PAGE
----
Simon Mignolet - A great signing for Liverpool but room for improvement

Arvin Raj looks at how Simon Mignolet can improve on the solid start he has made at Liverpool.

The six foot four new recruit has done well overall but there is room for improvement

One of the key positions that required addressing over the summer, given the uncertainty surrounding Pepe Reina’s future, was the goalkeeper.

The choice of Simon Mignolet therefore came after much careful consideration and now Liverpool believe they have found Reina’s long-term successor. On the evidence so far the signs look promising, for the most part.

The decision to sign Mignolet was made following the news that the player had been watched for a considerable amount of time last season.

What Sunderland’s player of the year has confirmed in the fixtures he has played in is Rodger’s belief that he is young and hungry to succeed. Add to that how his notable shot-stopping ability were on show, as evinced by his point-blank save to deny Benteke equalising for Villa last month and it seems Mignolet is destined to establish himself as Belgium’s number one.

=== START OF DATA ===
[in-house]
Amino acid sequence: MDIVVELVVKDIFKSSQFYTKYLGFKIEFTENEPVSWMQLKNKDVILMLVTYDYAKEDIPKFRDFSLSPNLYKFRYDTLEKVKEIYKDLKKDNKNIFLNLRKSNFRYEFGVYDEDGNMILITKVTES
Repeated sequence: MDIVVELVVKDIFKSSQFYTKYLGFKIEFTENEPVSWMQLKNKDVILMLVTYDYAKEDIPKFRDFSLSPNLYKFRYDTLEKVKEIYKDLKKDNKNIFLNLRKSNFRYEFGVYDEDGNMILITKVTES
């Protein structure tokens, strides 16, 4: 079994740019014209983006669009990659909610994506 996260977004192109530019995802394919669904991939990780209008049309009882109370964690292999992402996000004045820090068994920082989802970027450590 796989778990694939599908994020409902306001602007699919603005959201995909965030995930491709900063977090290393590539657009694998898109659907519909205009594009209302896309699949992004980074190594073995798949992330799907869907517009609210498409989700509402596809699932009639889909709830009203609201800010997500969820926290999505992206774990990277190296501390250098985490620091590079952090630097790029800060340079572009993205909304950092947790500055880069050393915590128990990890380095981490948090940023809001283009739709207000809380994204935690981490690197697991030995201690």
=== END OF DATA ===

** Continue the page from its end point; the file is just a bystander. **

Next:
It was the penalty save on the opening day at home to Stoke however which truly announced his arrival. That has set the tone for the 25-year-old whose commanding presence has seen Liverpool only concede in one league game so far this season.

If there is one, almost less obvious weakness to Mignolet’s game it is his propensity to not get enough distance on his punches and saves away from goal. Usually goalkeepers are told to push shots wide so as to prevent easy tap-ins for the onrushing opposition. If Skrtel had not made a last ditch tackle to deny Bony this would almost certainly have been the case.

This trait has been masked somewhat by the goalkeeper’s more immediate and apparent drawback. His distribution

While this can be worked on it is all the more galling for Liverpool fans nonetheless in the light of manager who champions possession and had the best ball playing goalkeeper in the world in Reina at his disposal.

The Swansea game in particularly demonstrated the point. Mignolet continually coughed up possession, punting high ball after high ball with no particular target in mind and handed the initiative back to the home team.

By the end of the match it wasn’t exactly hard to give some explanation as to why Michael Ladrup’s side had ended up with roughly a staggering 70% possession of the ball.

Clearly these two disadvantages to Mignolet need to be improved and then sustained, but if they are, he can go on to emulate Reina circa 2006-2010. At that point Liverpool could, without hesitation, class him as a truly defining transfer.

image: © Ronnie Macdonald

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